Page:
The North Wambo coal mine, a combined open-cut and underground mine 30 kilometres to the west of Singleton in the Hunter Valley region has come under serious scrutiny from the Environmental Protection Authority following a burst dam on site which could have serious negative environmental effects.
Approved only last year for a modification allowing the mine to develop an additional longwall panel, the mine is already running into trouble, which is especially concerning as the approval required tough new rules to control the environmental impact of the mine.
The most intriguing part of the whole story though is the fact that the environmental regulators are not only demanding to know how the dam wall collapsed, but also how it took an entire week for the problem to be reported.
Peabody Energy, the coal mining giant behind the mine explained how this could happen in quite simple terms…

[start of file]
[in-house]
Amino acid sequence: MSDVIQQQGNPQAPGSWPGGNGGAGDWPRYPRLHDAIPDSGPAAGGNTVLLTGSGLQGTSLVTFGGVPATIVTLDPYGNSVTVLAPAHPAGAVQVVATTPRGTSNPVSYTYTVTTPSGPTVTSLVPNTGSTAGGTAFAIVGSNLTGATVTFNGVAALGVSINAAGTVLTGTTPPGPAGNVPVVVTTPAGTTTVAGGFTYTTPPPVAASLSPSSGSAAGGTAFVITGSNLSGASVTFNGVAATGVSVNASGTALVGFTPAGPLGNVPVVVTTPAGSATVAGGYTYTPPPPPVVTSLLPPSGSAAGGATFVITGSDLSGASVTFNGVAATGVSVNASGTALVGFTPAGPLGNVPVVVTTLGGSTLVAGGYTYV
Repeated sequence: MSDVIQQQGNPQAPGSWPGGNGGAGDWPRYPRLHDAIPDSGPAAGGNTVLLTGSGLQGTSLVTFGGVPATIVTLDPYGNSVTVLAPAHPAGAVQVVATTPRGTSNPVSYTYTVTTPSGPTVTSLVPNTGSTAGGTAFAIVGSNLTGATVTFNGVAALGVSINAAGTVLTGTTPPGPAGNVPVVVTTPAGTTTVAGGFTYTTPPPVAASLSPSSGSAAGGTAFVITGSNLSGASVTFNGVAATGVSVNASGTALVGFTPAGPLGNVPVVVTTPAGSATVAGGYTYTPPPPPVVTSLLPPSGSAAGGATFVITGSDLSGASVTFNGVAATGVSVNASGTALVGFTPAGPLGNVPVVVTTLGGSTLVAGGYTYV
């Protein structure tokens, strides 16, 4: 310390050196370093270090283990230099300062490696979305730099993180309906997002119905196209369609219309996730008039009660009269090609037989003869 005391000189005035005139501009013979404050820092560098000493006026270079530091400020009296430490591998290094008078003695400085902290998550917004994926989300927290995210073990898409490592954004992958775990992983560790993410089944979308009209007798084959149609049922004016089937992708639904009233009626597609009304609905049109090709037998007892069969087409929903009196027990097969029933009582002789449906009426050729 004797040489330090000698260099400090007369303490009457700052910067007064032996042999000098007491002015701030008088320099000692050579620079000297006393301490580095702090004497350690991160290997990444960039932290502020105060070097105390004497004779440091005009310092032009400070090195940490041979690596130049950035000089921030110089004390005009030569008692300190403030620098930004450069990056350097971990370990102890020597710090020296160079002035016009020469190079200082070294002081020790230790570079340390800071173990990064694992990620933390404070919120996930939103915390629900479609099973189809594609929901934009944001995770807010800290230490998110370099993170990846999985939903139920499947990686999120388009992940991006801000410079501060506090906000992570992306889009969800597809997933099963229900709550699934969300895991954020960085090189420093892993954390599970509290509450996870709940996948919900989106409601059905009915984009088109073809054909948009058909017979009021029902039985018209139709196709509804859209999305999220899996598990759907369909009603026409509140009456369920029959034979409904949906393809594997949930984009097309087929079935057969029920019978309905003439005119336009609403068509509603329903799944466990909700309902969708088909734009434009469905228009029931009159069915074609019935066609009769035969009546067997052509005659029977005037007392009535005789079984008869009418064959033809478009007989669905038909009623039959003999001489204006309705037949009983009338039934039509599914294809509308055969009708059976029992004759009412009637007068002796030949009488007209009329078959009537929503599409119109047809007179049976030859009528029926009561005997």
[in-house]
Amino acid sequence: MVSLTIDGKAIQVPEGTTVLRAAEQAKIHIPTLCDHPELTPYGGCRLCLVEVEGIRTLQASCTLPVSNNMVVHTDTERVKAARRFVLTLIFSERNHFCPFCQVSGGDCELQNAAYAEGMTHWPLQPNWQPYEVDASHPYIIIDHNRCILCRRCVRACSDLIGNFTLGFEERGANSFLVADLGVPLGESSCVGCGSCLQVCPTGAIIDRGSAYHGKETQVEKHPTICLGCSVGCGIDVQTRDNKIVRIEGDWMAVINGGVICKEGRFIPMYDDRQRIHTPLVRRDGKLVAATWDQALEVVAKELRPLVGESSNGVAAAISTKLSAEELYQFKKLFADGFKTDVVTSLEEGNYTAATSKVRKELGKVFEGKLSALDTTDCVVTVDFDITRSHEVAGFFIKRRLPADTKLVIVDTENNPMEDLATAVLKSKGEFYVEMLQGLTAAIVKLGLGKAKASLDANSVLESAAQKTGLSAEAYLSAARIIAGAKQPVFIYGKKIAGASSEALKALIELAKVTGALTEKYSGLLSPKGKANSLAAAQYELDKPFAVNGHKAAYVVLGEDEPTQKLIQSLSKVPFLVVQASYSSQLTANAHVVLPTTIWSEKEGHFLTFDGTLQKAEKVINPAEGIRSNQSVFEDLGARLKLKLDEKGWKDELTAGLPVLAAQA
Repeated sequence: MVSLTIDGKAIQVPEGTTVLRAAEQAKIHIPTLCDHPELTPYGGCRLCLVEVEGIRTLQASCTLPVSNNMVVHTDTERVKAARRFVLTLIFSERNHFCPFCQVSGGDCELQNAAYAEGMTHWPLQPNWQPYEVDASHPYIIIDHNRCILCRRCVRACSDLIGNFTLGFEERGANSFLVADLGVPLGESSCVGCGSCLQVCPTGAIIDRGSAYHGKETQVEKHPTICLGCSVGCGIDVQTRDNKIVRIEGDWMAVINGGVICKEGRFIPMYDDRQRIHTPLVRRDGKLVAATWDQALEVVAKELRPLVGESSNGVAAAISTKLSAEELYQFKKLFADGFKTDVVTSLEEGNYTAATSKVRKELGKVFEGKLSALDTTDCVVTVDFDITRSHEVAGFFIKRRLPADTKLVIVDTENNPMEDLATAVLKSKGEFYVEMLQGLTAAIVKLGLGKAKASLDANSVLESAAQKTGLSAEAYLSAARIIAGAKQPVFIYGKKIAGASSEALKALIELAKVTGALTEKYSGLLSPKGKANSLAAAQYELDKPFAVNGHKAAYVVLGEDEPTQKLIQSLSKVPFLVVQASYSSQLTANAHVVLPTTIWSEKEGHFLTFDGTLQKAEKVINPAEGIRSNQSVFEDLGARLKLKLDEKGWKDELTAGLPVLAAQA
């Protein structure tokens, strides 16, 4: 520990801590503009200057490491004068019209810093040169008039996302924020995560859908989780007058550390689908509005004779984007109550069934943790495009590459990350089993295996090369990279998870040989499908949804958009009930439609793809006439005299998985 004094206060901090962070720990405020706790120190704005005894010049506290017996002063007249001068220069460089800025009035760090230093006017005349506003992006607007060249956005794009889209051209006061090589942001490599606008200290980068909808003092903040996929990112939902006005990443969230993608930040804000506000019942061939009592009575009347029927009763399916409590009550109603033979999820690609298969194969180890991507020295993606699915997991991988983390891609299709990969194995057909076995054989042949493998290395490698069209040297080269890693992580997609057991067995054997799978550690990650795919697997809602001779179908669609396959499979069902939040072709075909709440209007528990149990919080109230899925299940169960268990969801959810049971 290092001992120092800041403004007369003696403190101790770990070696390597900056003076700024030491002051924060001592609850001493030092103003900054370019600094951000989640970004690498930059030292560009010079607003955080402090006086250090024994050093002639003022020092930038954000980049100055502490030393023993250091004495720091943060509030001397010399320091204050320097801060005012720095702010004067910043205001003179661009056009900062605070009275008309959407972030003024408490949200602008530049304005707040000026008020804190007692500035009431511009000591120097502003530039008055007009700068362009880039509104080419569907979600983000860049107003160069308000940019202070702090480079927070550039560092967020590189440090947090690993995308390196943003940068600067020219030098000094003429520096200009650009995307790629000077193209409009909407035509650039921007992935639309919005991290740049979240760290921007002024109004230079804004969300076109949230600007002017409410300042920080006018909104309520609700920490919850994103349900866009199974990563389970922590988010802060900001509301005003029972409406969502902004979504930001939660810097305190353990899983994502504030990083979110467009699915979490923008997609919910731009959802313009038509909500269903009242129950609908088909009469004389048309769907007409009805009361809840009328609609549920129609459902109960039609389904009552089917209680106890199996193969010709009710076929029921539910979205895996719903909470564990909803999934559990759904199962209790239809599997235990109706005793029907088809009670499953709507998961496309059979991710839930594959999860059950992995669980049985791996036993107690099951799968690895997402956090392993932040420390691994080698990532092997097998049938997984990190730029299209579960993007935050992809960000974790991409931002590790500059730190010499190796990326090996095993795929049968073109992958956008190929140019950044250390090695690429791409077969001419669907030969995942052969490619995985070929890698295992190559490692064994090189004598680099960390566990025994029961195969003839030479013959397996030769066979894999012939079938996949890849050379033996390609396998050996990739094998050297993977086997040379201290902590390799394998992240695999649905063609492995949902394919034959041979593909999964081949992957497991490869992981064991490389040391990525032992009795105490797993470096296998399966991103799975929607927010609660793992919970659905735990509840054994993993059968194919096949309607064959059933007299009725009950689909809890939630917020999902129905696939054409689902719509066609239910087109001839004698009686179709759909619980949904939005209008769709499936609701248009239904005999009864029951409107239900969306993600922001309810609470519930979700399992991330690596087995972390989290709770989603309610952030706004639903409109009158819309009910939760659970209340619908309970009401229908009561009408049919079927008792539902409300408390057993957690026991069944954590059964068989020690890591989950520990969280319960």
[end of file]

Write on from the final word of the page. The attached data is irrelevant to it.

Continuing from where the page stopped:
The miner told the NSW EPA that they had only learned of the incident EARLIER THAT DAY, in a statement issued by the EPA.
So somehow no one noticed that a dam wall, with the potential to hold up to 3 million litres of sediment and waste had collapsed at this site for AN ENTIRE WEEK?
The water released from the dam is believed to be mainly mixed with soil, sand, rocks and grass with no known toxins present at this point. However it’s not currently clear just how extensive the breach was as workers could not reach the affected wall for several days due to security concerns. Also of course there’s the issue of the very late discovery of the problem.
It’s also a reminder of the dangers we face when allowing coal mining operators to operate on prime agricultural land as mentioned by Jeremy Buckingham of the Greens party.
“This shocking pollution incident highlights why the government should prohibit coal mining in good farming areas and in drinking water catchments,” Jeremy Buckingham Greens NSW mining spokesperson, said.